Numbers are funny things. Take Monday's report from the National Association of Home Builders, in cooperation with Wells Fargo, for example.

Fans of homebuilder stocks like Toll Bros. (NYSE: TOL) and Pulte (NYSE: PHM) will no doubt be thrilled to learn of the recent, sharp upturn in sentiment among the nation's homebuilders. The NAHB/WFC poll asks homebuilders three separate questions, then averages the results into something it calls the "Housing Market Index" or "HMI." All three component indices, and the HMI itself, rose sharply in May -- up three points, or nearly 16% between April and May. And this was on the heels of a similar three-point rise from March to April. Combined, the index is up a startling 37% over the past two months. Check out each of the three components:

Source: Author's graph using NAHB/WFC data.

But ... this one goes to 11
But here's the thing: What you're looking at up above is just one small slice of the scale. In fact, the full HMI runs not from 0 to 35, but from 0 to 100. In order to be considered "bullish," you need numbers in the 50s -- and we haven't been there for quite some time. The last time the blue line up above (actual sales trends) touched 50s territory was May 2006. The red line (expectations for six months out) showed homebuilders abandoning hope of an imminent recovery about a year later, in March 2007. And as for actual foot traffic -- "boots in the atrium," as it were -- those started dwindling as far back as October 2005.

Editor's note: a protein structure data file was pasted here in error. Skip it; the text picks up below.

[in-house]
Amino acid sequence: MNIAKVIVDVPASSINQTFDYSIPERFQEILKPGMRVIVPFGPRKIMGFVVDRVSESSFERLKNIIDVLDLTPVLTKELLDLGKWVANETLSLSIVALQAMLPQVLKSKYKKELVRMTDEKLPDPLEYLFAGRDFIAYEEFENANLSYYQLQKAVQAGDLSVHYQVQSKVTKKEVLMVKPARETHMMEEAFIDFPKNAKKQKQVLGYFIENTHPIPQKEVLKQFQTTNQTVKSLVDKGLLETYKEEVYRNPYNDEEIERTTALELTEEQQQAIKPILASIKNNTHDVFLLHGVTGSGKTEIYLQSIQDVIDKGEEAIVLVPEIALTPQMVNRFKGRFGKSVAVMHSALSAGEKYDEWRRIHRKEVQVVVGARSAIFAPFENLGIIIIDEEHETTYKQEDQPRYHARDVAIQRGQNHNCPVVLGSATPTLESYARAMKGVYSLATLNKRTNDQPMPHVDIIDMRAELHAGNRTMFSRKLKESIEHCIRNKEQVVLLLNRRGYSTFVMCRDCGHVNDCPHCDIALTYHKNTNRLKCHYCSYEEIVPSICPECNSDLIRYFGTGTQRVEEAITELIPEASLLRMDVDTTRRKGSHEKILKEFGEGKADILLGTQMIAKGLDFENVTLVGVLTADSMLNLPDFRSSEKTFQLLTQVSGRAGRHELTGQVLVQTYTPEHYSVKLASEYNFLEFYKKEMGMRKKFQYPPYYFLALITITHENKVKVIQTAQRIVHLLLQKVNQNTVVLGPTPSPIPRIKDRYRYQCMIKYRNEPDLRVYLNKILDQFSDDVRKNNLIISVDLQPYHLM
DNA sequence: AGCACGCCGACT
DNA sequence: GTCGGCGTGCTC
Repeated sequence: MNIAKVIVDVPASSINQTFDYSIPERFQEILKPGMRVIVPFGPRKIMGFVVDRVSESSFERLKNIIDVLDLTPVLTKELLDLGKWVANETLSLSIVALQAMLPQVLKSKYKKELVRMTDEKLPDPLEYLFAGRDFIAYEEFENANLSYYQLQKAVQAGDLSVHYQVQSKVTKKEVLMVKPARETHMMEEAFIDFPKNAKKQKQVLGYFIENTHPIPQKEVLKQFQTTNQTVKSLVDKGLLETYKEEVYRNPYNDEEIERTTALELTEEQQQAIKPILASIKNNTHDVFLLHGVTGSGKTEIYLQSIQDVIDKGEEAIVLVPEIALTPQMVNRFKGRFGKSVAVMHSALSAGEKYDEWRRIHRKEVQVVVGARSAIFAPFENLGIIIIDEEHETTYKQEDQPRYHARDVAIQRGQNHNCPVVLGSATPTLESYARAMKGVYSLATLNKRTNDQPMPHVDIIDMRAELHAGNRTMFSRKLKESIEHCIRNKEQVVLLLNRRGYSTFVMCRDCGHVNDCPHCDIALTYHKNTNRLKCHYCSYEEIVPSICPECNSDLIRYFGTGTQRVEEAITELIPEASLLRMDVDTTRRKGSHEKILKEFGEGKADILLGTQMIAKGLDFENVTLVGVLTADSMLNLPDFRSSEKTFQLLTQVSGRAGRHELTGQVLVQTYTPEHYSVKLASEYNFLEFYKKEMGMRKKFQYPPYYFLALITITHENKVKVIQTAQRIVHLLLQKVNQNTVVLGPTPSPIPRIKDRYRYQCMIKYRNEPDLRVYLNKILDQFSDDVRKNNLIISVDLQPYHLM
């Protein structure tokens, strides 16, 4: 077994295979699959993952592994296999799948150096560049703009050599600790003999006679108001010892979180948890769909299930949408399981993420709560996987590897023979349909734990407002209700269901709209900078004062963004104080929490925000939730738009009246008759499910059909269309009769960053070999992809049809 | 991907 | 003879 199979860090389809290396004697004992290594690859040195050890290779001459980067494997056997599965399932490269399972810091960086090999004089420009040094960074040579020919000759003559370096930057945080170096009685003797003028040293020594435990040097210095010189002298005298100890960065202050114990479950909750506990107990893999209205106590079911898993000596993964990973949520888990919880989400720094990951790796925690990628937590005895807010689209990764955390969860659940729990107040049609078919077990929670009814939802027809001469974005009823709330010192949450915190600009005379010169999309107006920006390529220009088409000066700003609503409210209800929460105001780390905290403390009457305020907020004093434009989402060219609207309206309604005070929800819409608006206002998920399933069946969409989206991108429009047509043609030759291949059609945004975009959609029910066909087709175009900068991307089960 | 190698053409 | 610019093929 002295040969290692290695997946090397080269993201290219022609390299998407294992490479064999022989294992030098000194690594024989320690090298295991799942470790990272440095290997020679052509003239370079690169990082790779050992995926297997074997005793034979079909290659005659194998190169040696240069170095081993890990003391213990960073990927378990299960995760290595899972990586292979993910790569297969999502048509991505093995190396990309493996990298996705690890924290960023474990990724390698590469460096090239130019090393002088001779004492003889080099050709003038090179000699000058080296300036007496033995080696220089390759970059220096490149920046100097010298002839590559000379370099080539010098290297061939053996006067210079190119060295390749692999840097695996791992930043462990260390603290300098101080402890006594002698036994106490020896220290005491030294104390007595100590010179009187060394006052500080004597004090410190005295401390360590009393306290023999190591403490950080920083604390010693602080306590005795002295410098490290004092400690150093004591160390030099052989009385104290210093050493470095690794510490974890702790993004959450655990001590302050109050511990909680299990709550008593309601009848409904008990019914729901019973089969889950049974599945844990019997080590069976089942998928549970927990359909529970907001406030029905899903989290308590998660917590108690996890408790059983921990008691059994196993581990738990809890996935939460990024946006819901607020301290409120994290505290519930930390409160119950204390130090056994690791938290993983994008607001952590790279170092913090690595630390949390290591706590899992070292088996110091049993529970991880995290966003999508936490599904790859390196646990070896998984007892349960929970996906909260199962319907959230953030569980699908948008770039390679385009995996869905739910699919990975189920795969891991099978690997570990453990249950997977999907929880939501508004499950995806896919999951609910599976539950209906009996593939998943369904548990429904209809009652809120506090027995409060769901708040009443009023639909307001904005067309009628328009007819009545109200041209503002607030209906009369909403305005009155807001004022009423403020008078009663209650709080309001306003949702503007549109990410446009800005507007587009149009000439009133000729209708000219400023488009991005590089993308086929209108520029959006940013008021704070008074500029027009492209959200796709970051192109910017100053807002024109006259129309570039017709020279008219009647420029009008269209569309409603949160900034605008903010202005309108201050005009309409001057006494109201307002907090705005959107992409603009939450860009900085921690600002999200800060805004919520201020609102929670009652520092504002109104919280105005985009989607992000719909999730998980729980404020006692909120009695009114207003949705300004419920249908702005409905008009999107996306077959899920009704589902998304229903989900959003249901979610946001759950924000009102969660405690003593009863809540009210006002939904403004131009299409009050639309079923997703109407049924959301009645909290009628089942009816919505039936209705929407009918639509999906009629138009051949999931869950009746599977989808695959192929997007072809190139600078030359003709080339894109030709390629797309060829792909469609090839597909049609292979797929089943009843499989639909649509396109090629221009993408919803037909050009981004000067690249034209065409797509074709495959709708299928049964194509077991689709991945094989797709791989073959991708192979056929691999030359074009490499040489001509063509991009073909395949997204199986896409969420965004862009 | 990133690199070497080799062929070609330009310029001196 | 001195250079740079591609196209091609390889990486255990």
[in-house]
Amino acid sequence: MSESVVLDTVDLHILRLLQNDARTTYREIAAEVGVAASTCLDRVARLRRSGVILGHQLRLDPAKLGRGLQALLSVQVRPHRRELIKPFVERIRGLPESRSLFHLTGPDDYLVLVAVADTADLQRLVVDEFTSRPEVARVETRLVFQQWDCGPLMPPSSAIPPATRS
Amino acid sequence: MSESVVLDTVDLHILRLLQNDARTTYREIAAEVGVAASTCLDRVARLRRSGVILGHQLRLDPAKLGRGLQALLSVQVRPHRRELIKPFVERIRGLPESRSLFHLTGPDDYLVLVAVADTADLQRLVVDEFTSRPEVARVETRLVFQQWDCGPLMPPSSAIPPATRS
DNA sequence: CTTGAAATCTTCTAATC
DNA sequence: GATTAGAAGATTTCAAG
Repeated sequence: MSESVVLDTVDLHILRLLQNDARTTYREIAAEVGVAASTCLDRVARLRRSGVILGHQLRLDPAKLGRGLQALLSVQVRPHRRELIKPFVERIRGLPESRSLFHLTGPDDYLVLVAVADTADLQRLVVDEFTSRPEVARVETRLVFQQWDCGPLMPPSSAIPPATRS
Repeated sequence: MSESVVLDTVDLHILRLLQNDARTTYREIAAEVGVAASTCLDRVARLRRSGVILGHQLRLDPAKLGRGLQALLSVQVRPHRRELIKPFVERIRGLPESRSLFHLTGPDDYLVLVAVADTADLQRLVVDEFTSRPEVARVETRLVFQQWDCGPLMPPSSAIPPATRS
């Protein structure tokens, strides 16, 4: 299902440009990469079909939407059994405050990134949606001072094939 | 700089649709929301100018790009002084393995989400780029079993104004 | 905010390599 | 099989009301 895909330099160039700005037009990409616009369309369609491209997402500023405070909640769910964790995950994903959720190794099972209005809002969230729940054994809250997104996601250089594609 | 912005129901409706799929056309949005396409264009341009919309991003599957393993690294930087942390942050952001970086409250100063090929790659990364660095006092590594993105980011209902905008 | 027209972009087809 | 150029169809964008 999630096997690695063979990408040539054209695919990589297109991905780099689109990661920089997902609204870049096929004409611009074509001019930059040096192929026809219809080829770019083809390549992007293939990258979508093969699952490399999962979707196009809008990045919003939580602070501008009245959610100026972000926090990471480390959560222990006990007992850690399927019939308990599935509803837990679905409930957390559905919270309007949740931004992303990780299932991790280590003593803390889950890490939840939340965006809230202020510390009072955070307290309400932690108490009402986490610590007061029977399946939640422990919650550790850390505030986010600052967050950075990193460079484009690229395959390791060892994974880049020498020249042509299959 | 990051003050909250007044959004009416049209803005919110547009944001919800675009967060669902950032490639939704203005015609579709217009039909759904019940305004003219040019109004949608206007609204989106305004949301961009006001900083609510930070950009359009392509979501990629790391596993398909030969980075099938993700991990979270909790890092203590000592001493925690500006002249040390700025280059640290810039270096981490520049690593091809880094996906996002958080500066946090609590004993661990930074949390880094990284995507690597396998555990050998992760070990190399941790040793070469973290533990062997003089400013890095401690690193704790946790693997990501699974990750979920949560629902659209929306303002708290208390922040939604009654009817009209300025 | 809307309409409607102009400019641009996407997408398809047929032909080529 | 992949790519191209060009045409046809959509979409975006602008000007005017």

Too soon, too soon
As for how things stand today, well, the chart up above still shows actual foot traffic as the weakest indicator of the three, while the "pipe dream index" looks strongest. (Which may explain why homebuilders like Ryland (NYSE: RYL), MDC Holdings (NYSE: MDC), and Hovnanian (NYSE: HOV) have been observed bulking up on their land holdings, in anticipation of a recovery.) Meanwhile, Home Depot (NYSE: HD) and Lowe's (NYSE: LOW) are giving out mixed signals on the year ahead (Big Orange sounds optimistic, but Lowe's guided below Street expectations).

Call me a skeptic, but I wouldn't lay down a deposit on housing's recovery just yet.

Take the Foolish Rorschach test. Do you see something different in today's chart? Tell us about it below.

Fool contributor Rich Smith owns shares of MDC Holdings. Rich is not a licensed economist, but he plays one on the Web. Check out his latest stock recommendations on Motley Fool CAPS. Home Depot and Lowe's are both Motley Fool Inside Value selections and MDC Holdings is a Motley Fool Hidden Gems pick. The Motley Fool has a disclosure policy.